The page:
European stock markets closed down Monday even though Wall Street rose modestly as investors awaited what could be a crucial speech later from U.S. Federal Reserve chairman Ben Bernanke.
In Europe, the FTSE 100 index of leading British shares closed down 11.70 points, or 0.2 percent, at 5,310.66 while Germany's DAX fell 32.90 points, or 0.6 percent, to 5,784.75. The CAC-40 in France was 6.57 points, or 0.2 percent, lower at 3,840.05.
On Wall Street, the Dow Jones industrial average was up 27.36 points, or 0.3 percent, at 10,416.26 around midday New York time while the broader Standard & Poor's 500 index rose 1.21 point, or 0.1 percent, to 1,107.19.
Most attention is focused on the currency markets after Friday's much stronger than anticipated U.S. jobs data for November stoked talk that the Fed will be able to start withdrawing some of its extraordinary policy measures sooner than had been priced into the markets. The dollar has clambered off multiyear lows against the yen and near 16-month lows against the euro as U.S. Treasury yields increased sharply.
Jane Foley, research director at Forex.com, said the markets "were coming to terms with the fact that the run of cheap financing from the Fed could soon be drawing to a close."
By late afternoon London time, the euro was a further 0.2 percent down on the day at $1.4822. However it had earlier fallen to $1.4757, its lowest level since early November.
Forex.com's Foley said the fear of an earlier than anticipated Fed rate hike has become "sufficiently tangible for the dollar to cast off its role as funding currency and break its negative correlation with risk."
Bernanke's remarks could be key, she added. Bernanke addresses the Economic Club of Washington later and any reaction to Friday's jobs data may well be pivotal as investors position themselves for the year-end and plot out a monetary policy expectations for next year.
David Jones, chief market strategist at IG Index, said one of the main worries in the markets at the moment relates to the year-end and the associated sharp drop off in volumes.
"This looks only likely to worsen in the run up to Christmas, so there is the potential for exaggerated moves in both directions, but overall, while there is the potential for some volatile intraday movement, markets still look quite comfortable within their recoveries from the lows in March, and seem positioned to continue grinding higher," said Jones.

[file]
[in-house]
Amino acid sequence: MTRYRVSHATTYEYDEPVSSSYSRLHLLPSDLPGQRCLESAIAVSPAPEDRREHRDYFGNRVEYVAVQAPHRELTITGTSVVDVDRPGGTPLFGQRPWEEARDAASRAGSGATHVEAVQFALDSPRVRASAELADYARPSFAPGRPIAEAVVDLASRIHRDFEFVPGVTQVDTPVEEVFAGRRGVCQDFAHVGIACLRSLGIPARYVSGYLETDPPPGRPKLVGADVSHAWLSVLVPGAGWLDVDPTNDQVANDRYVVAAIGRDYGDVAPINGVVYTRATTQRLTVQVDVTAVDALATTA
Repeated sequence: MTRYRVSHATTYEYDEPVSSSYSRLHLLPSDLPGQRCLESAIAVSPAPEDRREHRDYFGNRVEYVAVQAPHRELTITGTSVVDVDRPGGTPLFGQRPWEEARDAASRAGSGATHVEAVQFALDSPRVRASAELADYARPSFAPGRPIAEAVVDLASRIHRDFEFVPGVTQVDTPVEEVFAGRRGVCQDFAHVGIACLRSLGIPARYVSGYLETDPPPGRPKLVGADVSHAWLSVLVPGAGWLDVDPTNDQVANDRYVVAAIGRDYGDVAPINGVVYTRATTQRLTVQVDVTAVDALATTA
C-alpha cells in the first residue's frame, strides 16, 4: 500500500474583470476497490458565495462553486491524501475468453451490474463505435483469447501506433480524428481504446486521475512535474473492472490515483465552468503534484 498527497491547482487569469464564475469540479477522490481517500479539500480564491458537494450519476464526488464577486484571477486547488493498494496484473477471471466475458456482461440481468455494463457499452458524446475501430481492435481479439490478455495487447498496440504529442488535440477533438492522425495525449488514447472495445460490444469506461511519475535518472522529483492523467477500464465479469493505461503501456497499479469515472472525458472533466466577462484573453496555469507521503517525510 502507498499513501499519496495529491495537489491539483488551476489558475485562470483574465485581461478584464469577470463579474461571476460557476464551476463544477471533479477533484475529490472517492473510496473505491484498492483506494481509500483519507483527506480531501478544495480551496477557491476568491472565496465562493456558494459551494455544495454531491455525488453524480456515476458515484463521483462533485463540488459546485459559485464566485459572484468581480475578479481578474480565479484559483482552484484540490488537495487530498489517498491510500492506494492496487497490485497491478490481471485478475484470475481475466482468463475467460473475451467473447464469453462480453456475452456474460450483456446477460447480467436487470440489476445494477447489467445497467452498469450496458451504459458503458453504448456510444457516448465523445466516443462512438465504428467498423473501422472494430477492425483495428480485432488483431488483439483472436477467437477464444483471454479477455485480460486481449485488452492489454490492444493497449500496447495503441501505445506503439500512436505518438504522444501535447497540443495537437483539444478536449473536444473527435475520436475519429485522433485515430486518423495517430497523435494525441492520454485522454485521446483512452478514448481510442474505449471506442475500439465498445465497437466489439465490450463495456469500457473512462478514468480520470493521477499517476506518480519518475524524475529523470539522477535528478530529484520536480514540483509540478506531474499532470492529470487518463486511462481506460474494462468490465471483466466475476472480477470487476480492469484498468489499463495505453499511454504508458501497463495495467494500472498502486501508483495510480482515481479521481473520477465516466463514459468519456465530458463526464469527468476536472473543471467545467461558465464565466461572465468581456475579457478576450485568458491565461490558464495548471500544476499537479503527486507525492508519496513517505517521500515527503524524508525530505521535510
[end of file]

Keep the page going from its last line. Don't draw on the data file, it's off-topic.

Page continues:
One of the main impacts from the dollar's rally since Friday has been to send commodity prices down, most notably gold, which has fallen sharply from near-record highs _ a stronger U.S. currency typically causes commodity markets, priced in dollars, to fall. An ounce of gold was down a further 2.2 percent at $1,142.60, way lower than last week's record high above $1,225.
Earlier in Asia, Japanese stocks were buoyed by the weaker yen, which makes the country's exports into the United States cheaper. Investors were getting increasingly concerned over the last few weeks that the rise in the yen to 14-year dollar highs was threatening to hit the country's exports.
Japan's benchmark Nikkei 225 average rose for a sixth straight session, climbing 145.01 points, or 1.5 percent, to 10,167.60, the highest close since late October.
Since Japanese markets closed, the yen has recouped some ground against the dollar, which was trading 0.8 percent lower at 89.54 yen. Despite the advance, the dollar is still way up on where it was just ten or so days ago, when it slid to 84.81 yen, its lowest level since mid-1995.
In Hong Kong, the Hang Seng index fell 173.19, or 0.8 percent, to 22,324.96 while in Australia the main index slipped 25.7 points, or 0.6 percent, to 4,676.50.
South Korea's Kospi gained 0.5 percent and Singapore's benchmark climbed 0.4 percent. China's Shanghai index rose 0.5 percent to 3,331.90 after the government pledged to maintain economic stimulus and easy credit policies at a top planning meeting.
Oil prices hovered slipped below $75 a barrel after several OPEC ministers said they don't expect their group to change production levels at a meeting later this month.
Benchmark crude for January delivery was down 97 cents to $74.50 in electronic trading on the New York Mercantile Exchange.
Associated Press Writer Malcolm Foster in Tokyo contributed to this report.